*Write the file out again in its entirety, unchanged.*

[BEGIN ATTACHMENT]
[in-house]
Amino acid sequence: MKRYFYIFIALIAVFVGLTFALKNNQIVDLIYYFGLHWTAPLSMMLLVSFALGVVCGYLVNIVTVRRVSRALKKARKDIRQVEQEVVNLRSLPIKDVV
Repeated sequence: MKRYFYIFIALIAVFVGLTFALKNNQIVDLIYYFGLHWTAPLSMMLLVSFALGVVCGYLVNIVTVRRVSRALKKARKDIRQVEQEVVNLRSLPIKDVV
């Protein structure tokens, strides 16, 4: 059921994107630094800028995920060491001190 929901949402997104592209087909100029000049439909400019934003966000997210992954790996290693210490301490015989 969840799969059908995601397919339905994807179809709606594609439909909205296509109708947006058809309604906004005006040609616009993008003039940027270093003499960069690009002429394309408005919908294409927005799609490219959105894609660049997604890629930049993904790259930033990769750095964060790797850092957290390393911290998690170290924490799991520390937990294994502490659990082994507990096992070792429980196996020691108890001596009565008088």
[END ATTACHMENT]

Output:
[in-house]
Amino acid sequence: MKRYFYIFIALIAVFVGLTFALKNNQIVDLIYYFGLHWTAPLSMMLLVSFALGVVCGYLVNIVTVRRVSRALKKARKDIRQVEQEVVNLRSLPIKDVV
Repeated sequence: MKRYFYIFIALIAVFVGLTFALKNNQIVDLIYYFGLHWTAPLSMMLLVSFALGVVCGYLVNIVTVRRVSRALKKARKDIRQVEQEVVNLRSLPIKDVV
């Protein structure tokens, strides 16, 4: 059921994107630094800028995920060491001190 929901949402997104592209087909100029000049439909400019934003966000997210992954790996290693210490301490015989 969840799969059908995601397919339905994807179809709606594609439909909205296509109708947006058809309604906004005006040609616009993008003039940027270093003499960069690009002429394309408005919908294409927005799609490219959105894609660049997604890629930049993904790259930033990769750095964060790797850092957290390393911290998690170290924490799991520390937990294994502490659990082994507990096992070792429980196996020691108890001596009565008088």